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WSU News Physics

Transformation of graphite into hexagonal diamond documented by WSU researchers

By Will Ferguson, College of Arts and Sciences

Stefan Turneaure
Turneaure

PULLMAN, Wash. – A new study by Washington State University researchers answers longstanding questions about the formation of a rare type of diamond during major meteorite strikes. » More …

WSU physicist receives DOE early career award

By Will Ferguson, College of Arts and Sciences

Brian Collins
Collins

PULLMAN, Wash. – Brian Collins, assistant professor of physics and astronomy, has received one of 59 national Early Career Research awards from the U.S. Department of Energy for 2017. » More …

New device could turn heat energy into a viable fuel source

By Will Ferguson, College of Arts and Sciences

Yi_Gu wsu physics researcher
Gu

PULLMAN, Wash. – A new device being developed by Washington State University physicist Yi Gu could one day turn the heat generated by a wide array of electronics into a usable fuel source. » More …

WSU scientists help detect gravitational waves for third time

black holeBy Will Ferguson, College of Arts and Sciences

PULLMAN, Wash. – Three billion years ago in a distant galaxy, two massive black holes slammed together, merged into one and sent space–time vibrations, known as gravitational waves, shooting out into the universe. » More …

$1.7 million x-ray microscope to unleash WSU materials research

PULLMAN, Wash. – When it arrives on campus this October, a powerful new $1.7 million x-ray microscope will help Washington State University scientists develop specialized materials for technologies such as self-healing roads, printable batteries and super-efficient solar cells. » More …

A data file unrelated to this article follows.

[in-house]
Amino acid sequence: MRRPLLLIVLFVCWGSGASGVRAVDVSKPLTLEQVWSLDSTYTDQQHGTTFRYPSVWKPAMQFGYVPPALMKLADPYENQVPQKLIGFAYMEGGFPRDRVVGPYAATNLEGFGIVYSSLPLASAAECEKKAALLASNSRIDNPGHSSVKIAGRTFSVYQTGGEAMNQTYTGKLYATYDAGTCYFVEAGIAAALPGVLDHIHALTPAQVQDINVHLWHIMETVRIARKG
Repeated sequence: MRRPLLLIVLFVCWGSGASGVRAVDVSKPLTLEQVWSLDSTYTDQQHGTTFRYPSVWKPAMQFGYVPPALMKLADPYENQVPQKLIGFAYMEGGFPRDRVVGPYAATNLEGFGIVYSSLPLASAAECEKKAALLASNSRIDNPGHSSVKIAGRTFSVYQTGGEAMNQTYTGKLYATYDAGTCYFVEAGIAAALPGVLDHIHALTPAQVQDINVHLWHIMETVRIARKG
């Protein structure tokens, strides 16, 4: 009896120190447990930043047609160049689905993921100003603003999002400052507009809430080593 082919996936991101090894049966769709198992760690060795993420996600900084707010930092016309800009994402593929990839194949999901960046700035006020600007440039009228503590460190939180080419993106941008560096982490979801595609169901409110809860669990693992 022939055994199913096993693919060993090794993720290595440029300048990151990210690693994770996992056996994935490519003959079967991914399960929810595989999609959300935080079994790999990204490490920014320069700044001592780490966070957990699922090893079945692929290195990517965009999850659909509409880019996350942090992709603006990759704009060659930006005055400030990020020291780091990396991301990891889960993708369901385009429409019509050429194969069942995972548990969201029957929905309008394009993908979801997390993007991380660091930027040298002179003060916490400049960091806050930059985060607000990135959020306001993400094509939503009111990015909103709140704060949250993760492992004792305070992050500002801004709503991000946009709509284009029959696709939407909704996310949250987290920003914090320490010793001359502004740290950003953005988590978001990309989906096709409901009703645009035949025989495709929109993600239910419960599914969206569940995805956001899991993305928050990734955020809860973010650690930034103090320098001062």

‘Negative mass’ created at Washington State University

Michael Forbes WSU physicsBy Eric Sorensen, WSU science writer

PULLMAN, Wash. – Washington State University physicists have created a fluid with negative mass, which is exactly what it sounds like. Push it, and unlike every physical object in the world we know, it doesn’t accelerate in the direction it was pushed. It accelerates backwards. » More …

March 15-18: Conference considers Manhattan Project legacy

By Maegan Murray, WSU Tri-Cities

RICHLAND, Wash. – The Hanford History Project at Washington State University Tri-Cities will host a conference March 15-18 at the Red Lion Hanford House that details the global impact of secret U.S. World War II nuclear weapons research and development. » More …

New physics, astronomy chair starts Feb. 1

By Will Ferguson, College of Arts & Sciences

PULLMAN, Wash. – Brian Saam, an expert in experimental atomic physics, will become professor and chair of the Washington State University Department of Physics and Astronomy on Feb. 1. » More …

Need for a better microscope prompts launch of a startup

By WIll Ferguson, College of Arts & Sciences

PULLMAN, Wash. – Washington State University physicist Matthew McCluskey wasn’t trying to invent the next generation of material characterization microscopes, but when he couldn’t get the results he wanted from the best on the market, he improvised. » More …